turning 30


I actually wrote an entire blog post about this while I was abroad (see here) but the lesson is worth discussing again. I've been hard on myself at times for my physical appearance because our society glorifies pretty. We starve ourselves with crash diets. We spend billions of dollars on make-up and botox and anti-aging everything. And of all the wonderful people in the world accomplishing great things, our society idolizes the Kardashians for crying out loud. But one day in London when my pants felt snug from all the food I'd been trying in different countries and my roots had grown out from being gone so long- I realized I just couldn't care about that. These things that were making me feel less "pretty" were small prices to pay for the person I was becoming from all of my travel experiences. I don't want to sacrifice other detrimental characteristics on the alter of self-preservation. I want to live in a world where people care more about being kind and whole and brave and vulnerable than they do about being something nice to look at.  Looks fade, but your character doesn't. Be careful what you give your time and attention to. 



I’m often teased (almost always in good spirit) about how often I travel. Friends will flip their hair and imitate me in a pretentious voice talking about “this one time, in EUROPE.”  Occasionally, I’m probed if “I’ll ever settle down” or asked “Don’t you get tired of always moving around?” And while I’m confident about my passions, I’d be lying if I said I didn’t think something was wrong with me sometimes— that maybe I should get my head out of the clouds and come back down to normal life on planet earth. But one afternoon while I was abroad, I was taking a day trip from London to Cambridge with my friends Caroline and Caitlin (who are also travel bloggers).  We swapped stories about our time in the French Riviera or wine tasting in Spain or sailing in the Adriatic off the coast of Croatia. We also talked about our friends back in the states (they're both expats) and the differences of life here vs there.  None of us got tired of talking about it. No one teased each other or said the other was crazy or transitioned the conversation back to "normal" topics. We all got it. I thought quietly to myself that perhaps I wasn’t suffering from some Peter Pan syndrome- refusing to grow up. Perhaps I, like my new friends, was simply wired with deep , deep passion for travel that looked different from most of the people I know— and that’s okay. My point is simply this: whether your passion is travel, or music, or motherhood or global warming… be all in. Don’t water yourself down to be a less you version of you. There are others who share your same passion (and others who won't, but they'll love you even more because of yours).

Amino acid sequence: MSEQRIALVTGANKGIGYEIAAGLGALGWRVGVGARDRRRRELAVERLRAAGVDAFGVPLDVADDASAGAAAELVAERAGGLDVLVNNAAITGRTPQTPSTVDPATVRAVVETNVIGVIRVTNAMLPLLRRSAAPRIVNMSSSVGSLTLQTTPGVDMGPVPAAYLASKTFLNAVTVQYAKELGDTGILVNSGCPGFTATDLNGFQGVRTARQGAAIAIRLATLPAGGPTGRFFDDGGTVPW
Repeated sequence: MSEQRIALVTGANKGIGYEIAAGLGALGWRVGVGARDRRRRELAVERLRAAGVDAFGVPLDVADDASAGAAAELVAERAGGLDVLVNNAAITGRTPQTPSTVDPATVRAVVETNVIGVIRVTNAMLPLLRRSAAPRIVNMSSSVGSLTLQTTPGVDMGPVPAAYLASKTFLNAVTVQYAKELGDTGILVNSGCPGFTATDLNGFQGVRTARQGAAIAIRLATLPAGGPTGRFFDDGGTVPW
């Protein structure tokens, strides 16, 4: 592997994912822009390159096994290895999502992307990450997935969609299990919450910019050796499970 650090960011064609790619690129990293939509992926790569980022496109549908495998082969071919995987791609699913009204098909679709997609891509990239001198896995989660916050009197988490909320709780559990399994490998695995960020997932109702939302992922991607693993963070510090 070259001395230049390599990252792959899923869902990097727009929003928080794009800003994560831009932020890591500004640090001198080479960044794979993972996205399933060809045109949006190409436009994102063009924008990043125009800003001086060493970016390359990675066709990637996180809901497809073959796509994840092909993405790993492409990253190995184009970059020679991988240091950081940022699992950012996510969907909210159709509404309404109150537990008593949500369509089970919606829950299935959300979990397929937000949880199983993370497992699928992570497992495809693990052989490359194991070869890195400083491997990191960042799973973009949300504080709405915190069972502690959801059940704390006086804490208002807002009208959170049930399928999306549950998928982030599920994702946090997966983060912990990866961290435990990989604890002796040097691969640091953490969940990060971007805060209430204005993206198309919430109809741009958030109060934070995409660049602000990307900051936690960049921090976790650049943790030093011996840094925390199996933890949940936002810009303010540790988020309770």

Cambridge, England with  The Belle Abroad . Photo by  Augusta Leigh Photography

Cambridge, England with The Belle Abroad. Photo by Augusta Leigh Photography



I spent the majority of my twenties pursing a good life. I realize now that while you may be able to get a perfectly good life from easy, you’ll never get a great one that way. The problem is that no one likes to be uncomfortable. In fact, we spend most of our lives trying to make sure that we are comfortable (hence yoga pants, Tempurpedic mattresses and even insurance policies). But having been extremely uncomfortable at varying times for the past few years, I can now say in hindsight that it's one of life's greatest gifts and the largest opportunities to grow. It's through heartbreak, emptiness, confusion and pain tend that we transform from good to great. So if we look closely, we’ll start to see that these things that are so damn uncomfortable are actually a result of God’s graciousness- not his punishment.